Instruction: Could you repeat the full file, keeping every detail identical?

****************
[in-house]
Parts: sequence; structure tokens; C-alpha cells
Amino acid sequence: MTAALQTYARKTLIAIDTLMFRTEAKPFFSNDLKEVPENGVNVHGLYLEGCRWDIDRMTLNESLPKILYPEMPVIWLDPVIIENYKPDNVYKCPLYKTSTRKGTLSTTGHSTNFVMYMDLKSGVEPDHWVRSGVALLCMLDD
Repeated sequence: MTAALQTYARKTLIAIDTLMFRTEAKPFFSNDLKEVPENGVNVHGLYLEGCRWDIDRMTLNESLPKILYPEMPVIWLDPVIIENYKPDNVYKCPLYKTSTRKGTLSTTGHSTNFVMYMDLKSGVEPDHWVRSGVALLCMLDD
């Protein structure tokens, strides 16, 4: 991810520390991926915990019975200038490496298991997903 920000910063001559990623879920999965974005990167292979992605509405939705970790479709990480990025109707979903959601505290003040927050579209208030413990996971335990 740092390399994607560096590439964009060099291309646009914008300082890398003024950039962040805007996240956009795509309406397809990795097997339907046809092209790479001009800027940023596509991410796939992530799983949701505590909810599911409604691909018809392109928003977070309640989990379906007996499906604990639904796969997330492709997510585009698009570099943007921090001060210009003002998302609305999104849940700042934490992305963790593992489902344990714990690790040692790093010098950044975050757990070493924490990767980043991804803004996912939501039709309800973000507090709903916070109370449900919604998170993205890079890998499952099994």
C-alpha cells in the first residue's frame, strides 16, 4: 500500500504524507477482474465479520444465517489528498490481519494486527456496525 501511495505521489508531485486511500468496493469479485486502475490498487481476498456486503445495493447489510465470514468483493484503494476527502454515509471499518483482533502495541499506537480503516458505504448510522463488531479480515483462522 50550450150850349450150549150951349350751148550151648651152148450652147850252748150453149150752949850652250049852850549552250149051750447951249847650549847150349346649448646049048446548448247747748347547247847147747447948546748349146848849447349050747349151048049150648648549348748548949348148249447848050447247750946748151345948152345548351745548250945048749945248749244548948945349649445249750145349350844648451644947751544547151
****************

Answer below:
[in-house]
Parts: sequence; structure tokens; C-alpha cells
Amino acid sequence: MTAALQTYARKTLIAIDTLMFRTEAKPFFSNDLKEVPENGVNVHGLYLEGCRWDIDRMTLNESLPKILYPEMPVIWLDPVIIENYKPDNVYKCPLYKTSTRKGTLSTTGHSTNFVMYMDLKSGVEPDHWVRSGVALLCMLDD
Repeated sequence: MTAALQTYARKTLIAIDTLMFRTEAKPFFSNDLKEVPENGVNVHGLYLEGCRWDIDRMTLNESLPKILYPEMPVIWLDPVIIENYKPDNVYKCPLYKTSTRKGTLSTTGHSTNFVMYMDLKSGVEPDHWVRSGVALLCMLDD
């Protein structure tokens, strides 16, 4: 991810520390991926915990019975200038490496298991997903 920000910063001559990623879920999965974005990167292979992605509405939705970790479709990480990025109707979903959601505290003040927050579209208030413990996971335990 740092390399994607560096590439964009060099291309646009914008300082890398003024950039962040805007996240956009795509309406397809990795097997339907046809092209790479001009800027940023596509991410796939992530799983949701505590909810599911409604691909018809392109928003977070309640989990379906007996499906604990639904796969997330492709997510585009698009570099943007921090001060210009003002998302609305999104849940700042934490992305963790593992489902344990714990690790040692790093010098950044975050757990070493924490990767980043991804803004996912939501039709309800973000507090709903916070109370449900919604998170993205890079890998499952099994």
C-alpha cells in the first residue's frame, strides 16, 4: 500500500504524507477482474465479520444465517489528498490481519494486527456496525 501511495505521489508531485486511500468496493469479485486502475490498487481476498456486503445495493447489510465470514468483493484503494476527502454515509471499518483482533502495541499506537480503516458505504448510522463488531479480515483462522 50550450150850349450150549150951349350751148550151648651152148450652147850252748150453149150752949850652250049852850549552250149051750447951249847650549847150349346649448646049048446548448247747748347547247847147747447948546748349146848849447349050747349151048049150648648549348748548949348148249447848050447247750946748151345948152345548351745548250945048749945248749244548948945349649445249750145349350844648451644947751544547151